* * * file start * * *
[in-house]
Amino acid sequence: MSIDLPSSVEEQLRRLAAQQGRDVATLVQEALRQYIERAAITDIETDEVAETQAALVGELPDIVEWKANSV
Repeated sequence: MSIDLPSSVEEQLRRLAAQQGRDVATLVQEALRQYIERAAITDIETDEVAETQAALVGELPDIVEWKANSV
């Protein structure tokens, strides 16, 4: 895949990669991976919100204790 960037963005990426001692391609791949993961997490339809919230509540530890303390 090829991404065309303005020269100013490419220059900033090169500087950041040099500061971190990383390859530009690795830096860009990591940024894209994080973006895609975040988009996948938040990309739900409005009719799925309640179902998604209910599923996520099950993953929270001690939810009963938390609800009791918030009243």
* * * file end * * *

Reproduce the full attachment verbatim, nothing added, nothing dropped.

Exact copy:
[in-house]
Amino acid sequence: MSIDLPSSVEEQLRRLAAQQGRDVATLVQEALRQYIERAAITDIETDEVAETQAALVGELPDIVEWKANSV
Repeated sequence: MSIDLPSSVEEQLRRLAAQQGRDVATLVQEALRQYIERAAITDIETDEVAETQAALVGELPDIVEWKANSV
């Protein structure tokens, strides 16, 4: 895949990669991976919100204790 960037963005990426001692391609791949993961997490339809919230509540530890303390 090829991404065309303005020269100013490419220059900033090169500087950041040099500061971190990383390859530009690795830096860009990591940024894209994080973006895609975040988009996948938040990309739900409005009719799925309640179902998604209910599923996520099950993953929270001690939810009963938390609800009791918030009243």